The atmosphere starts of much stronger in the American remake–there is a sense of dread that exists as soon as our journalist, Mikael Blomkvist, begins his investigation ,and this feeling of dread never quite lets up. The cuts between Lisbeth and Blomkvist (who don’t actually join forces until halfway through the film) feel much more natural, while in the Swedish version they felt forced and, often, arbitrary. Blomkvist’s backstory is much better developed here. In fact, I’d go so far as to say that the Blomkvist of the American version is a ore well-defined character overall.
The David Fincher film starts to let down its game in the second act.
SPOILERS IN ITALICS. Minor general spoilers follow.
One problem is that the mystery is never, well, mysterious. It should be obvious to anyone who has seen any mystery movie, ever, who the killer is. The movie admittedly makes halfhearted (and half-hearted is the word) attempts, at various points, to make you suspect this character or that one, but they’re not fooling anyone. The real killer, is, of course, the guy who acts so perfectly un-suspicious that he ends up being the most suspicious suspect of them all. It doesn’t help that he’s the most famous actor on the suspect list. At least the Swedish one actually had you suspecting that one creepy old guy with the gun for a while. This one didn’t even TRY, which is disappointing considering that there actually were more potential suspects who were given names and screen time.
The big reveal feels, somehow, disappointing in the remake, especially when you compare it to the Swedish original. The climactic monologue scene where the killer explains his motivation (arguably the most important scene in the entire film) is just better in the Swedish version. There, the killer comes off as a complex, albeit deranged, individual. In the American version, he’s just another psychotic, over-the-top Hollywood horror villain.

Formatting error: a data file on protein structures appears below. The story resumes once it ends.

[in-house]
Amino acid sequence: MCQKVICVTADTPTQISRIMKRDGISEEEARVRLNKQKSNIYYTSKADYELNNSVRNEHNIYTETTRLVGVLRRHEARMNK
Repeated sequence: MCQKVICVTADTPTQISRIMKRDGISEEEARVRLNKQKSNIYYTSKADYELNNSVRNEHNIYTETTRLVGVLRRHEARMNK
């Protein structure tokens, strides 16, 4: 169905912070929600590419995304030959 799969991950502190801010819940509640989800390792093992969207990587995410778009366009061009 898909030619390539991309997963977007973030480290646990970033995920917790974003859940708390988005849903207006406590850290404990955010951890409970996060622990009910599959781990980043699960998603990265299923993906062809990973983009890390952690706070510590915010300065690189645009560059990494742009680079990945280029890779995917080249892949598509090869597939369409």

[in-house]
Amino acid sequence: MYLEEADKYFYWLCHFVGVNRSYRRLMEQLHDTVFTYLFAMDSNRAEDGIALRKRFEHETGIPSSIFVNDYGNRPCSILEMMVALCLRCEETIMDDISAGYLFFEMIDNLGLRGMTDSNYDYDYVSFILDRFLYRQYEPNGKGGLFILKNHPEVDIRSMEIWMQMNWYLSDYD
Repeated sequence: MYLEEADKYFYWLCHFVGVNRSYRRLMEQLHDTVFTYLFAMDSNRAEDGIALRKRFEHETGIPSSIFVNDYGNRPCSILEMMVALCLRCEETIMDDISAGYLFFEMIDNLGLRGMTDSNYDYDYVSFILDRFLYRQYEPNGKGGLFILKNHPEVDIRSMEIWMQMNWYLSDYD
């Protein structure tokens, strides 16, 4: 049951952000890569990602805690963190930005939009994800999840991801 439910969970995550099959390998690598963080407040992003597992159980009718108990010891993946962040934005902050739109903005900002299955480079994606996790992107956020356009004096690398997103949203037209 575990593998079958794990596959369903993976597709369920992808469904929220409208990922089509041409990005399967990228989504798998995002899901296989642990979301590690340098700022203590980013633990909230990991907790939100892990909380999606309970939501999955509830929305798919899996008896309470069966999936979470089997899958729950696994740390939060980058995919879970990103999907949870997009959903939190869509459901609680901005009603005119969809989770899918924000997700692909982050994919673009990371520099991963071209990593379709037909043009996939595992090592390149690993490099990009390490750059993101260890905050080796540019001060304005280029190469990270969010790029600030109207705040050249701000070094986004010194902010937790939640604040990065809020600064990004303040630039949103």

The other way in which the Swedish version surpasses the American is in coherence. The Swedish film feels tighter, especially in its latter half. It does a better job of tying all its many threads together, whereas in the remake those threads are left dangling, and it’s a little awkward. We’ve got the plot thread of Lisbeth and Blomkvist’s romance, the plot thread about Lisbeth’s troubled past and her rape, and of course the main story, which is the murder mystery. Not really connected. It’s a weakness in the novel, too, and so it isn’t really David Fincher or his screenwriter’s fault that this lack of unification exists in the story. They can’t be blamed for it, per se. But the Swedish filmmakers , rather than trating this problem as a fault inherent in the novel and therefore something they didn’t need to deal with, actually took the step of making all the movie’s separate pieces fit together.
In the Swedish version there isa scene towards the end of the film Lisbeth and Blomkvist argue about the best way to deal with a psychotic murderer. Lisbeth, due to her history of abuse, is unwilling to forgive the murderer, arguing that his horrible childhood is no excuse for his actions. She, after all, had a horrible life, and she doesn’t go around murdering people. This contrast between their two viewpoints and, indeed, their entire outlooks on life forms the backbone of the Swedish film. It is a study of the relationship between its two protagonists, and how that relationship is forged and tested by their shared traumatic experiences, as much as it is a murder mystery. The remake just doesn’t have that emotional backbone. It’s more a collection of well-crafted scenes that only partially coalesce in the end.
Because of that, I am going to go ahead and say the Swedish film is actually better. Though, to be fair, I’ve only seen the American one once, and with expectations that were probably a little bit too high. In any case, the margin of difference isn’t all that great. Both movies are great adaptations that put most other adaptations to shame.